Teff-FlourTeff is a wheat-like grain (also known as Williams lovegrass). It grows in the northern Ethiopian Highlands and the Eritrean Highlands of the Horn of Africa. Injera, a sourdough-risen flatbread and a national dish in Ethiopia, is made from teff. The grain is similar to quinoa in cooking and it also has similar health benefits.

Teff Health Benefits
  • It is suitable for people with celiac disease, as the gluten in teff does not contain the a-gliadin-fraction that causes a reaction.

  • It is high in calcium.

  • It is high in protein.

  • It features significant levels of the minerals phosphorus, magnesium, aluminum, iron, copper, zinc, boron, barium and thiamin.

  • It is higher in lysine than wheat or barley.

  • It is high in fiber.

  • It includes all 8 essential amino acids

You can probably buy teff at your local health store, but you can also buy it online on Amazon (what can’t you buy on Amazon these days).


Freekeh is a Middle Eastern cereal food made from green wheat. When the grains are yellow and the seeds are soft, the wheat is harvested, sun-dried, and carefully set on fire. Because the seeds have are high in moisture, they don’t get burned. This unique roasting process gives the grain its distinctive nutty flavour.

Freekeh Health Benefits
  • It is high in fiber (4x higher in fiber than other comparable grains)

  • It has a low glycemic index, so it is very suitable for managing diabetes.

  • It is low carb. Its starch content is “resistant starch”.

  • It has a low fat content (similar to brown rice).

  • It is high in protein.

  • It is high in calcium, iron and zinc.

Just like Teff, you can find Freekeh in health stores or online. Some Middle Eastern shops may also sell this superfood.


FonioFonio is a grain that is quite similar to couscous and quinoa in appearance and texture. It is native to West Africa, and has been cultivated for thousands of years. It is used to make porridge, couscous, bread and beer. The grains are very small, making it difficult (and time-consuming) to remove the husk. Fonio is relatively unknown in the Western world, but it has been gaining popularity slowly thanks to its nutritional properties.

Fonio Health Benefits
  • It is gluten free, which makes it suitable for people with celiac disease and gluten intolerance.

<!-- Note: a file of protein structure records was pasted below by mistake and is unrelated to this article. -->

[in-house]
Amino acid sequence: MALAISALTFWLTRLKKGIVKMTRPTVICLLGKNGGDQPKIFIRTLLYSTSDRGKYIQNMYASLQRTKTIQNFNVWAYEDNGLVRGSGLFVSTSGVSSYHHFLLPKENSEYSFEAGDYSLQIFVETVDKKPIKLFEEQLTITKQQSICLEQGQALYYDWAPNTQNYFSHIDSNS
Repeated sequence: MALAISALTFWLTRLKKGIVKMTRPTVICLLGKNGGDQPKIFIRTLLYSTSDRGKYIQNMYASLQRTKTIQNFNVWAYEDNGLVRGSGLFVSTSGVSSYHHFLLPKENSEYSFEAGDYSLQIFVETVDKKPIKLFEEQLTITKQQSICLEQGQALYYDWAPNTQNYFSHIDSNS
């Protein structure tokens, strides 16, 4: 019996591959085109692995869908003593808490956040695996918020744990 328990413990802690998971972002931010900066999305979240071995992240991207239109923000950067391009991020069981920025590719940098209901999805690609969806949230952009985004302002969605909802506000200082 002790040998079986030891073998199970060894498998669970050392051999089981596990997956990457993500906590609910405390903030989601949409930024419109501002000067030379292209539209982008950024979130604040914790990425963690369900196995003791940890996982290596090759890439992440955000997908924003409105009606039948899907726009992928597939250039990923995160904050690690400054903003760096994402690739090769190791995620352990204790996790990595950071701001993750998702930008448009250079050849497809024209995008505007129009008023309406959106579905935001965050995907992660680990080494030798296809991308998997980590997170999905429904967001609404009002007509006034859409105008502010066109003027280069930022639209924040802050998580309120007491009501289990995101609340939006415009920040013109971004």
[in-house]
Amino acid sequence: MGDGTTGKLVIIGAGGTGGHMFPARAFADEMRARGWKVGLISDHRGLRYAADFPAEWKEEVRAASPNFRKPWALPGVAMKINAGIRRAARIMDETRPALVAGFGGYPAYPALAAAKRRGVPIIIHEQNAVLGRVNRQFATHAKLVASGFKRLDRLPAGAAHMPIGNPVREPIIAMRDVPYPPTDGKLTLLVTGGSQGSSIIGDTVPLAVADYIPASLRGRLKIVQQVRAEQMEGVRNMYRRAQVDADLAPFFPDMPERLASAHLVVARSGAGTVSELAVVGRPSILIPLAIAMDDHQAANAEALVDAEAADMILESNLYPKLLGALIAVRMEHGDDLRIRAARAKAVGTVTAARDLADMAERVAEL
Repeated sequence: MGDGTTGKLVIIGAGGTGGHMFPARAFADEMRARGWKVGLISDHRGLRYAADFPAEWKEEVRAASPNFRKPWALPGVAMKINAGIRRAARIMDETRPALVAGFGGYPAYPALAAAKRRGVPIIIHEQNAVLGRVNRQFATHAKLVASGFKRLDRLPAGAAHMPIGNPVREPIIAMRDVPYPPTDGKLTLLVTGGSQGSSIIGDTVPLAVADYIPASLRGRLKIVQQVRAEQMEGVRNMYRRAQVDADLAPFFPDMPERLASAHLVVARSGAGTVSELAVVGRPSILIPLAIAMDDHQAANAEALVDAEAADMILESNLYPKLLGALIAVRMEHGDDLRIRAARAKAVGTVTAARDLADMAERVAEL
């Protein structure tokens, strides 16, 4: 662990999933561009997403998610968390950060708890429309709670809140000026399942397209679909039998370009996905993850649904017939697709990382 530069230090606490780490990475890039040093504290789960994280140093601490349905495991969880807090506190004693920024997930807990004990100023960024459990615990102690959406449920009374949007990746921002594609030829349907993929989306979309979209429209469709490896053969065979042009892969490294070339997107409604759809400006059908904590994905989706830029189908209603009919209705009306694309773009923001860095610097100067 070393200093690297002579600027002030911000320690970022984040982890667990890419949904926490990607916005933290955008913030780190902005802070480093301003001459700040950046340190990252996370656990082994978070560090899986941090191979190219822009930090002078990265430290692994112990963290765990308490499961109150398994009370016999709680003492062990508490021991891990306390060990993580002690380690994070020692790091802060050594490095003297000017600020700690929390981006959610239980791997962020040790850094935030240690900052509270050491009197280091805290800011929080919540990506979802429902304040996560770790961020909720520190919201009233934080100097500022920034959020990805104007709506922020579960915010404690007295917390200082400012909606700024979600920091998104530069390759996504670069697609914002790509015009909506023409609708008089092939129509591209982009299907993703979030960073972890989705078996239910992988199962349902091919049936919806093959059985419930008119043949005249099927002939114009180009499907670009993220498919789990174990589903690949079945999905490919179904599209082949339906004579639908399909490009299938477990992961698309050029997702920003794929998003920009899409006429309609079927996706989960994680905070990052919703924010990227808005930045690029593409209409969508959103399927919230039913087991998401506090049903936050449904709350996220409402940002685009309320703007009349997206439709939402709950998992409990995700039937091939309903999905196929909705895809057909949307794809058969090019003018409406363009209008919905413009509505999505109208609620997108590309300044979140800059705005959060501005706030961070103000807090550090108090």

• It is high in iron.

  • It is high in fiber.

  • It contains high levels of amino acids methionine and cystine.

Fonio is a bit harder to find than teff and freekeh. African shops may sell it and you can also buy it online.

Have you ever cooked with teff, freekeh or fonio? Are you going to? How do you feel about the Great Quinoa Debate? Let us know & leave a comment!


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Roald Dahl's Cook Book

Unlikely Celebrity Cookbook Chefs

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It all started when I saw that Coolio had published a cookbook. The rapper Coolio? Coolio Gangsta’s Paradise Coolio? Yes, that Coolio (is there another?!) has written a cookbook. So, I started wondering… Are there any other unlikely celebrity cookbook chefs out there? Turns out, there are!

Coolio CookbookCoolio – Cookin’ with Coolio
(5 Star Meals at a 1 Star Price)

The book that got this whole post started. Apparently Coolio has been cooking longer than he has been rapping. He started making 30-minute meals when he was just 10 years old. What can you expect from Cookin’ with Coolio? Inside this cookbook you can find a lot of Ghetto Gourmet recipes with a healthy twist, such as “Finger-Lickin’, Rib-Stickin’, Fall-Off-The-Bone-and-into-Your-Mouth Chicken”. As well as delicious comfort food recipes, you will also find a lot of funny in this cookbook. Just look at what some of the chapters are called: “How to Become a Kitchen Pimp”, “Appetizers for That Ass”, and “It’s Hard Out Here for a Shrimp”.